5 Common Misconceptions About Studying in the U.S.
Wednesday | December 6, 2017 | by Wanchen Villegas
Let me start by saying that I have been there. I was an international graduate student in Indiana trying to study hard, getting all the training I could get, and working part-time to pay my bills. For the past five years, I have been recruiting international students to study in the United States. Therefore, I hope this blog post will be useful to each one of you who is considering coming to the U.S., so you can be better prepared, as you know it will not be easy.
Here are five common misconceptions that international students have about studying in the U.S.:
1. Getting the Degree Is the Only Thing
Yes, it is important to get a good degree from a decent institution. Let me also remind you that in the process of learning, you are also interacting with different people and cultures in settings that are very different from your country. Please consider that education is a process of shaping and forming, and it is much more than simply gaining knowledge from teachers. Being ready for the challenge and keeping an open mind will help you go a long way.
2. You Can Work to Pay for School
It is very unrealistic to expect that you can work enough to pay for all your expenses during your studies in the United States. There are fewer full-tuition scholarships out there for international students across the country. However, most institutions offer merit-based scholarships. Depending on the overall application, you could get enough merit-based or endowed scholarships to cover half of your tuition costs.
At the end of the day, your main goal should be to get an excellent education and training instead of simply passing classes and making ends meet. The more prepared you are financially, the more you can really maximize your educational experiences here.
3. It Is Easy to Find a Part-Time Job
Finding a part-time job really depends on different institutions or even different departments. My students who have been to other institutions shared with me that the offices on our campus are more willing to hire international students and give them jobs than at other schools.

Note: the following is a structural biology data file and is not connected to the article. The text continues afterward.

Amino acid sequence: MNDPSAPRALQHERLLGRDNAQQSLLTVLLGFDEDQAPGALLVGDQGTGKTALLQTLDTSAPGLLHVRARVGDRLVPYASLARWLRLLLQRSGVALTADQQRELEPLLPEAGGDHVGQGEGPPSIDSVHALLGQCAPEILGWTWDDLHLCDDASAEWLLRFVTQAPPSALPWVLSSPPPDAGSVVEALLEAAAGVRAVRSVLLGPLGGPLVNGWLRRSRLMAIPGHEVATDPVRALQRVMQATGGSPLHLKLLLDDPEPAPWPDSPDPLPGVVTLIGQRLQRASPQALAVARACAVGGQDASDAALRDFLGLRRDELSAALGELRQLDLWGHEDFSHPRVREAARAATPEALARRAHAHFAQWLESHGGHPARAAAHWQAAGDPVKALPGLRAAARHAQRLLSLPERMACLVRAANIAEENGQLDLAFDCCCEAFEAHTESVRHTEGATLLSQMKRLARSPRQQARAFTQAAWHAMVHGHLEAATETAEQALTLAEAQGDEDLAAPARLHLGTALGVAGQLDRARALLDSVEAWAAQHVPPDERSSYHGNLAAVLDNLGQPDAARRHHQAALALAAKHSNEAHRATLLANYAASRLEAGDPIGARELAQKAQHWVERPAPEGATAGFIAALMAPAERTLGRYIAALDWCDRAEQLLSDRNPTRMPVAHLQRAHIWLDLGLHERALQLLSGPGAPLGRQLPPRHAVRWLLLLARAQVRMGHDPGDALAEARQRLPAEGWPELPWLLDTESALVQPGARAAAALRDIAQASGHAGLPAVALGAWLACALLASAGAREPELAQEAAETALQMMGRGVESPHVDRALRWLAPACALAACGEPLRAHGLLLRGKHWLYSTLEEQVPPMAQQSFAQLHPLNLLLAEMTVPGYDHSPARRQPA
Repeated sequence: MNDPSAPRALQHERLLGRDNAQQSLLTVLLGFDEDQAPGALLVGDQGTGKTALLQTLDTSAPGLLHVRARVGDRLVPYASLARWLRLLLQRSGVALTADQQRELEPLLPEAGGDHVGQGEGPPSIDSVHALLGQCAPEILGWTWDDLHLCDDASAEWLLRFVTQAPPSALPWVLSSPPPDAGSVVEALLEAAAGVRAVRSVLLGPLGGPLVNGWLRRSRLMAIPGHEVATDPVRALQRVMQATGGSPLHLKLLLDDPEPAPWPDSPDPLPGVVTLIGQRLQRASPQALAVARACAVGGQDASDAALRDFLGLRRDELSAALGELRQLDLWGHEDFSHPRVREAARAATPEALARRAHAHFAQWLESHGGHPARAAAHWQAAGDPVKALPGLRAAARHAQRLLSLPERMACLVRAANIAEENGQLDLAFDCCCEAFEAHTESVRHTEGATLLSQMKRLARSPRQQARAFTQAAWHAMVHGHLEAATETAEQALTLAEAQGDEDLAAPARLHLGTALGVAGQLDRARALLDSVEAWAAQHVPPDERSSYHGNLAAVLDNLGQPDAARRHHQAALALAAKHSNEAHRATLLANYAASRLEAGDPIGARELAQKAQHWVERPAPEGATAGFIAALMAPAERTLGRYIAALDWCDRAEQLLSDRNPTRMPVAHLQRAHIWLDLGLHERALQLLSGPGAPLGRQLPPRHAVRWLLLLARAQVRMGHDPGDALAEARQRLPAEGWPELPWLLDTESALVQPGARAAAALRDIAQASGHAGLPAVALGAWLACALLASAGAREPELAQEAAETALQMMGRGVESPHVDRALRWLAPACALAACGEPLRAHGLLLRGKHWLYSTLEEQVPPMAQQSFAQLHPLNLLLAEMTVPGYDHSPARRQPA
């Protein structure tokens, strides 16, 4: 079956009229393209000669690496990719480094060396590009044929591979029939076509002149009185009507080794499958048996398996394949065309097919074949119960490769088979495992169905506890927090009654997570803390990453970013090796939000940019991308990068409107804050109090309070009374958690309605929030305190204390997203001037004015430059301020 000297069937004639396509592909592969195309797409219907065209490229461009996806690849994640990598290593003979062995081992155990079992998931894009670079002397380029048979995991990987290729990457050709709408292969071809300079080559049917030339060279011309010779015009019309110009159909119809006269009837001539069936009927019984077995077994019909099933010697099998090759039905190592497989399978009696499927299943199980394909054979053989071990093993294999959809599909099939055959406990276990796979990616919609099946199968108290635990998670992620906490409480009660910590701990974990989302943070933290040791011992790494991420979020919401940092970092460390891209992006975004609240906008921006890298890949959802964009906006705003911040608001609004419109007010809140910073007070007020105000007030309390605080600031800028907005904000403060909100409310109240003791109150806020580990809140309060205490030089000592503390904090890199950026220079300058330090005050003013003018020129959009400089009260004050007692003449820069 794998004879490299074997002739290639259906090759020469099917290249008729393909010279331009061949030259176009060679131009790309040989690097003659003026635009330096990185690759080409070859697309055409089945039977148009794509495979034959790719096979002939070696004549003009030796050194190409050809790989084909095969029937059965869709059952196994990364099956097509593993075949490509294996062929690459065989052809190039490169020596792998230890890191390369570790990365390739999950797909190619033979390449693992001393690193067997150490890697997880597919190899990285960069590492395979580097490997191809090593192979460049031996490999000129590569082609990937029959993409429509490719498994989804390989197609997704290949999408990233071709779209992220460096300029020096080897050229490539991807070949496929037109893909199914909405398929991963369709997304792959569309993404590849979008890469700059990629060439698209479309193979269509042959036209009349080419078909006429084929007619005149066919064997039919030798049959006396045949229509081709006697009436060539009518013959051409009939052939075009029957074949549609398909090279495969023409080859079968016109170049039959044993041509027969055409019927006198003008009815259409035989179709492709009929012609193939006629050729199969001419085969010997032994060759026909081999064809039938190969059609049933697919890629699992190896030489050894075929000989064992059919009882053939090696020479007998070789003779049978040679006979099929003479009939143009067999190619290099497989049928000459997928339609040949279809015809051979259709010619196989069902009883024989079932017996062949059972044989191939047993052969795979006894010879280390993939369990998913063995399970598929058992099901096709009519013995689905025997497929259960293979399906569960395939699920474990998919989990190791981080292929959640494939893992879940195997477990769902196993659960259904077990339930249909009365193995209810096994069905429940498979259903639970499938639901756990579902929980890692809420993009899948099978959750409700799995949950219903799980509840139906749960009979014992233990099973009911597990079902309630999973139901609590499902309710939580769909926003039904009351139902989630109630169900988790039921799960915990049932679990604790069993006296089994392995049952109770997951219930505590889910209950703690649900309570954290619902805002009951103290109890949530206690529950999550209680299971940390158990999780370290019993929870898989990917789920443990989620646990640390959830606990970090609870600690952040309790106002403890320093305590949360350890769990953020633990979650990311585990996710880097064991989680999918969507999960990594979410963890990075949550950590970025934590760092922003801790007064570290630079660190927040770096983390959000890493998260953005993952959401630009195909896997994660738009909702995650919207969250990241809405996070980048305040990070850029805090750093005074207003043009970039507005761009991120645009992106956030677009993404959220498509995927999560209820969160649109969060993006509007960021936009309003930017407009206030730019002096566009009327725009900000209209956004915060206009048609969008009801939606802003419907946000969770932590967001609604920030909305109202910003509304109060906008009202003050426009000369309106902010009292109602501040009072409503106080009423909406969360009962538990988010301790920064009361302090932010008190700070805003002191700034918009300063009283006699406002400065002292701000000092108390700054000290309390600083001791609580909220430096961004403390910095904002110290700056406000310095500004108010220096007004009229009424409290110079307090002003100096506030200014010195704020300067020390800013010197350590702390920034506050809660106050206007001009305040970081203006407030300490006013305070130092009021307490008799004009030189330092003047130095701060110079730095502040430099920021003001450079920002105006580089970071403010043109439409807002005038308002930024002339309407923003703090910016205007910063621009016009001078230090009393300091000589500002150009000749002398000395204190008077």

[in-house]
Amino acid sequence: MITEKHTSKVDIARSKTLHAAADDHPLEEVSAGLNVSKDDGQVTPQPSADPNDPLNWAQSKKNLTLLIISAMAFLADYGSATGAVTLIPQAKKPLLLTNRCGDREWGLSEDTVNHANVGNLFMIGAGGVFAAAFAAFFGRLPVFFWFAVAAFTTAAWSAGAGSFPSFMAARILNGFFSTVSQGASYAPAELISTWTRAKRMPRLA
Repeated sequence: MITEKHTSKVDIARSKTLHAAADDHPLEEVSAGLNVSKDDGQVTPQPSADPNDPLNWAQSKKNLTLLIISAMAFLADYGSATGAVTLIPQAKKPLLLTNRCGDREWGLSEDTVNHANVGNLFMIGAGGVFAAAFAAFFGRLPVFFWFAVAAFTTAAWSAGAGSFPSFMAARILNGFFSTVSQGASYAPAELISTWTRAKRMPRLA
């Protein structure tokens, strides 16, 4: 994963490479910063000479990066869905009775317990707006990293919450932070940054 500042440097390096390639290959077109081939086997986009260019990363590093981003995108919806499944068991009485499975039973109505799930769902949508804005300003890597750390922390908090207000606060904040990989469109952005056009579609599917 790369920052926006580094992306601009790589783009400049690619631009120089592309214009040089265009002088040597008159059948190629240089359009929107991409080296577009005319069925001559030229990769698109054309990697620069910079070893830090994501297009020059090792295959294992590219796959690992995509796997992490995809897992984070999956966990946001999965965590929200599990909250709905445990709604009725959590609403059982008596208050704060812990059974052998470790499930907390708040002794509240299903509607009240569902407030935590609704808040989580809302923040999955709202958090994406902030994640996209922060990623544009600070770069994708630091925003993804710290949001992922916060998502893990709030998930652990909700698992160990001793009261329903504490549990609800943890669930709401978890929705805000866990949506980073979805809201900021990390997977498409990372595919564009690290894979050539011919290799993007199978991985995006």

In the United States, the federal government offers funding to encourage full-time students to work on campus. That is why some departments prefer to hire domestic students. However, I want to encourage you all that each of you has different strengths and skill sets to offer as you look for part-time jobs. Try to find a job that really fits your interests or at least helps expand your network or circle of friends.
4. Every School Is in a Big City
It is very important to research the locations of the schools you are interested in and to get to know the cities or towns. Some of you might prefer cities to small towns. Utilize Google Earth or some other online tool to find out more about the local community. Furthermore, your educational experience will be very different in a college town as opposed to a big city, such as San Francisco.
I truly enjoyed my time studying in Indiana, and I got to know people faster because I was in a small town. On the other hand, I missed good Asian food and had to drive two hours to Chicago for it. You want to make a wise choice about where you go.
5. The Best Way to Stay in the U.S. Is Going to School
It is true until this day that many international students still hope to achieve the American dream and would do whatever they could to stay. Thus, they will go from school to school to extend their student visa. There is certainly no right or wrong answer regarding staying, but my sincere advice is to think about why you came in the first place, and not to compromise your goals. With the training and education you receive, you should have the confidence to pursue a job of your interests or to be ready to return to your home country and contribute what you have learned.
Finally, I want you to know that you have taken a life-changing journey by studying abroad and you will not regret it.
The views and opinions expressed in this article are those of the author(s) and do not necessarily reflect the official policy or position of World Education Services (WES).